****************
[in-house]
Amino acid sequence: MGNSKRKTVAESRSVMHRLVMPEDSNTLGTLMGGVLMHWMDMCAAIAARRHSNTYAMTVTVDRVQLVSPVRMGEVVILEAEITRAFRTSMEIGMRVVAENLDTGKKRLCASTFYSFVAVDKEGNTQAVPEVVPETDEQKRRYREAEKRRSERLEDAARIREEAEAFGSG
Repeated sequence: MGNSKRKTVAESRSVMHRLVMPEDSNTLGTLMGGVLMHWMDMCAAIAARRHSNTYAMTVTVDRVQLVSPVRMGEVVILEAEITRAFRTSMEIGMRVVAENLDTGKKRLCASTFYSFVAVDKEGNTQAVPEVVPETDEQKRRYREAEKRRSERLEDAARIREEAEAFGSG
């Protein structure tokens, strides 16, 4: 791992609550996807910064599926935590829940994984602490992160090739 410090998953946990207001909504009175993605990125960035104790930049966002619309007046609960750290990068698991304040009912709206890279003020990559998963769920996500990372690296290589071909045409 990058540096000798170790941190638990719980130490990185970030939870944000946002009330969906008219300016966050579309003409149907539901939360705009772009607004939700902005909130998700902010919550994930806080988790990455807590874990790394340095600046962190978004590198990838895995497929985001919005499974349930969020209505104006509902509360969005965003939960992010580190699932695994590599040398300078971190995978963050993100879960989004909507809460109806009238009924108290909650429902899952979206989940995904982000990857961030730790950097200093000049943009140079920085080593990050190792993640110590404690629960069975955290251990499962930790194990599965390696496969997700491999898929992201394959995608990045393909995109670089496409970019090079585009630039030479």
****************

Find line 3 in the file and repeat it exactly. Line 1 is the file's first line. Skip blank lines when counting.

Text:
Repeated sequence: MGNSKRKTVAESRSVMHRLVMPEDSNTLGTLMGGVLMHWMDMCAAIAARRHSNTYAMTVTVDRVQLVSPVRMGEVVILEAEITRAFRTSMEIGMRVVAENLDTGKKRLCASTFYSFVAVDKEGNTQAVPEVVPETDEQKRRYREAEKRRSERLEDAARIREEAEAFGSG